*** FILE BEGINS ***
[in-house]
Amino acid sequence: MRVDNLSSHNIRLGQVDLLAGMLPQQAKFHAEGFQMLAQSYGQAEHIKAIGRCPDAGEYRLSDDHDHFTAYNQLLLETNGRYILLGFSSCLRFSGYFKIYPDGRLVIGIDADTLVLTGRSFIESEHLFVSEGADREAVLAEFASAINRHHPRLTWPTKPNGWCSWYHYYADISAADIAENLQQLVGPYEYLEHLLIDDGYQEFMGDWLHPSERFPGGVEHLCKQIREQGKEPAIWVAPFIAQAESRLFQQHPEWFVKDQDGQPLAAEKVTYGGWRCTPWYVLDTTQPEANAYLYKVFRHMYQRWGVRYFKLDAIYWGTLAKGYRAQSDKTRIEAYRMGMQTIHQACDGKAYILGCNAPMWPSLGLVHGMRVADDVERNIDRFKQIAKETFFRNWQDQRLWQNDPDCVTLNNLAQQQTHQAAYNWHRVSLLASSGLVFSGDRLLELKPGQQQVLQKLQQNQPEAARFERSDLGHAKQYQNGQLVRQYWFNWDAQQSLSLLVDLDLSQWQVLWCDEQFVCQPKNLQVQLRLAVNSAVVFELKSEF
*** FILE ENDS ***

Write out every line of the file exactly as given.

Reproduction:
[in-house]
Amino acid sequence: MRVDNLSSHNIRLGQVDLLAGMLPQQAKFHAEGFQMLAQSYGQAEHIKAIGRCPDAGEYRLSDDHDHFTAYNQLLLETNGRYILLGFSSCLRFSGYFKIYPDGRLVIGIDADTLVLTGRSFIESEHLFVSEGADREAVLAEFASAINRHHPRLTWPTKPNGWCSWYHYYADISAADIAENLQQLVGPYEYLEHLLIDDGYQEFMGDWLHPSERFPGGVEHLCKQIREQGKEPAIWVAPFIAQAESRLFQQHPEWFVKDQDGQPLAAEKVTYGGWRCTPWYVLDTTQPEANAYLYKVFRHMYQRWGVRYFKLDAIYWGTLAKGYRAQSDKTRIEAYRMGMQTIHQACDGKAYILGCNAPMWPSLGLVHGMRVADDVERNIDRFKQIAKETFFRNWQDQRLWQNDPDCVTLNNLAQQQTHQAAYNWHRVSLLASSGLVFSGDRLLELKPGQQQVLQKLQQNQPEAARFERSDLGHAKQYQNGQLVRQYWFNWDAQQSLSLLVDLDLSQWQVLWCDEQFVCQPKNLQVQLRLAVNSAVVFELKSEF